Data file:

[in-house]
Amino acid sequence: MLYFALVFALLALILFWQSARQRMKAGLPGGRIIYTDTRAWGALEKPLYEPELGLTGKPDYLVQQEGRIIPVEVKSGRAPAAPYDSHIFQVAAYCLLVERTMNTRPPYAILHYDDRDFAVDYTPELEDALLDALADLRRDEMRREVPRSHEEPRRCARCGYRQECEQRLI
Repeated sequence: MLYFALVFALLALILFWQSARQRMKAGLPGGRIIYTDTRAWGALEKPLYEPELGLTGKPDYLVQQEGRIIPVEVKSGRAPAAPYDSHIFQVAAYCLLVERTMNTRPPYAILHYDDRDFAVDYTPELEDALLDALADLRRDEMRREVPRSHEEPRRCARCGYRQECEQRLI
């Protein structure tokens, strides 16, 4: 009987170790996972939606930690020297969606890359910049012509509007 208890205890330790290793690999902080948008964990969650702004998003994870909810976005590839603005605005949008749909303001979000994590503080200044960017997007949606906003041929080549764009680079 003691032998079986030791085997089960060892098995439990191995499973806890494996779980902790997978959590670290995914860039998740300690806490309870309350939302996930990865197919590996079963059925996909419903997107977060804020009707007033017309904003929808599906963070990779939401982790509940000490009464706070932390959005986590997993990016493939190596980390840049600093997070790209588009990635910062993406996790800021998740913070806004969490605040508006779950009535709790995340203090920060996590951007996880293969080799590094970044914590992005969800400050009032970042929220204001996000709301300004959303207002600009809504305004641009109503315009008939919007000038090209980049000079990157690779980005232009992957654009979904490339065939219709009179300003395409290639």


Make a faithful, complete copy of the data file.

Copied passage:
[in-house]
Amino acid sequence: MLYFALVFALLALILFWQSARQRMKAGLPGGRIIYTDTRAWGALEKPLYEPELGLTGKPDYLVQQEGRIIPVEVKSGRAPAAPYDSHIFQVAAYCLLVERTMNTRPPYAILHYDDRDFAVDYTPELEDALLDALADLRRDEMRREVPRSHEEPRRCARCGYRQECEQRLI
Repeated sequence: MLYFALVFALLALILFWQSARQRMKAGLPGGRIIYTDTRAWGALEKPLYEPELGLTGKPDYLVQQEGRIIPVEVKSGRAPAAPYDSHIFQVAAYCLLVERTMNTRPPYAILHYDDRDFAVDYTPELEDALLDALADLRRDEMRREVPRSHEEPRRCARCGYRQECEQRLI
């Protein structure tokens, strides 16, 4: 009987170790996972939606930690020297969606890359910049012509509007 208890205890330790290793690999902080948008964990969650702004998003994870909810976005590839603005605005949008749909303001979000994590503080200044960017997007949606906003041929080549764009680079 003691032998079986030791085997089960060892098995439990191995499973806890494996779980902790997978959590670290995914860039998740300690806490309870309350939302996930990865197919590996079963059925996909419903997107977060804020009707007033017309904003929808599906963070990779939401982790509940000490009464706070932390959005986590997993990016493939190596980390840049600093997070790209588009990635910062993406996790800021998740913070806004969490605040508006779950009535709790995340203090920060996590951007996880293969080799590094970044914590992005969800400050009032970042929220204001996000709301300004959303207002600009809504305004641009109503315009008939919007000038090209980049000079990157690779980005232009992957654009979904490339065939219709009179300003395409290639």